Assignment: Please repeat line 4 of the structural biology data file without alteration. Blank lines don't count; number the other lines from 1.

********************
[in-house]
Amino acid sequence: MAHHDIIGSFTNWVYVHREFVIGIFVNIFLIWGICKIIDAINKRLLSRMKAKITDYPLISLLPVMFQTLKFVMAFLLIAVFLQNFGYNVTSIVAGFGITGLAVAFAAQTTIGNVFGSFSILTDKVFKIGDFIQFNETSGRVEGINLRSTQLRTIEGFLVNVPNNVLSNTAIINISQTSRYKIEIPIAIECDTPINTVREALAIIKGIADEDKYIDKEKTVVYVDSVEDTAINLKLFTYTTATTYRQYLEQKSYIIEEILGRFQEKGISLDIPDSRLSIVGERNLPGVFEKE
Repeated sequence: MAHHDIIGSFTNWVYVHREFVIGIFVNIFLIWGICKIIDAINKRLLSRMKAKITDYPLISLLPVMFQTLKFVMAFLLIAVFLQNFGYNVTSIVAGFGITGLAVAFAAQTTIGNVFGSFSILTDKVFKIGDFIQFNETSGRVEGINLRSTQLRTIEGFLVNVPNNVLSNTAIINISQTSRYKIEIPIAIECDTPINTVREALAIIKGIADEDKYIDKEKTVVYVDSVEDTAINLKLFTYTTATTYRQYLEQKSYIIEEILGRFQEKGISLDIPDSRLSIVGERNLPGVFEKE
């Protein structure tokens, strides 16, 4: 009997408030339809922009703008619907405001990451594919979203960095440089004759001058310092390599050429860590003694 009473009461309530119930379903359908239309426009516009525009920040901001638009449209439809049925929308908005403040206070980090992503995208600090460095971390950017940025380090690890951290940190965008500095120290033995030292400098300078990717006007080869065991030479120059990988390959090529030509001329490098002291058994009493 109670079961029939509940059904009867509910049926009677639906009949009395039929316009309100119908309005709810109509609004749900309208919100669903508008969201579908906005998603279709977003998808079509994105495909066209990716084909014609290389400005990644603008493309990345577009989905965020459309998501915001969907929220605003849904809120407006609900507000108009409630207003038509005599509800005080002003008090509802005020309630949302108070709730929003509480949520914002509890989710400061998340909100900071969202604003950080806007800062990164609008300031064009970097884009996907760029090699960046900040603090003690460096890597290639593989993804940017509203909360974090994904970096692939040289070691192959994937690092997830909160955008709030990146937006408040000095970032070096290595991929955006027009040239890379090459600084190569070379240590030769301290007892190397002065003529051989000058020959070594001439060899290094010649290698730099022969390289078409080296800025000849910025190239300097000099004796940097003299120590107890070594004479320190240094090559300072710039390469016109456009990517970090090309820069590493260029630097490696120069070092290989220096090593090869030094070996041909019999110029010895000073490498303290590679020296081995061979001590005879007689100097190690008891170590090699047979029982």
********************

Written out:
């Protein structure tokens, strides 16, 4: 009997408030339809922009703008619907405001990451594919979203960095440089004759001058310092390599050429860590003694 009473009461309530119930379903359908239309426009516009525009920040901001638009449209439809049925929308908005403040206070980090992503995208600090460095971390950017940025380090690890951290940190965008500095120290033995030292400098300078990717006007080869065991030479120059990988390959090529030509001329490098002291058994009493 109670079961029939509940059904009867509910049926009677639906009949009395039929316009309100119908309005709810109509609004749900309208919100669903508008969201579908906005998603279709977003998808079509994105495909066209990716084909014609290389400005990644603008493309990345577009989905965020459309998501915001969907929220605003849904809120407006609900507000108009409630207003038509005599509800005080002003008090509802005020309630949302108070709730929003509480949520914002509890989710400061998340909100900071969202604003950080806007800062990164609008300031064009970097884009996907760029090699960046900040603090003690460096890597290639593989993804940017509203909360974090994904970096692939040289070691192959994937690092997830909160955008709030990146937006408040000095970032070096290595991929955006027009040239890379090459600084190569070379240590030769301290007892190397002065003529051989000058020959070594001439060899290094010649290698730099022969390289078409080296800025000849910025190239300097000099004796940097003299120590107890070594004479320190240094090559300072710039390469016109456009990517970090090309820069590493260029630097490696120069070092290989220096090593090869030094070996041909019999110029010895000073490498303290590679020296081995061979001590005879007689100097190690008891170590090699047979029982």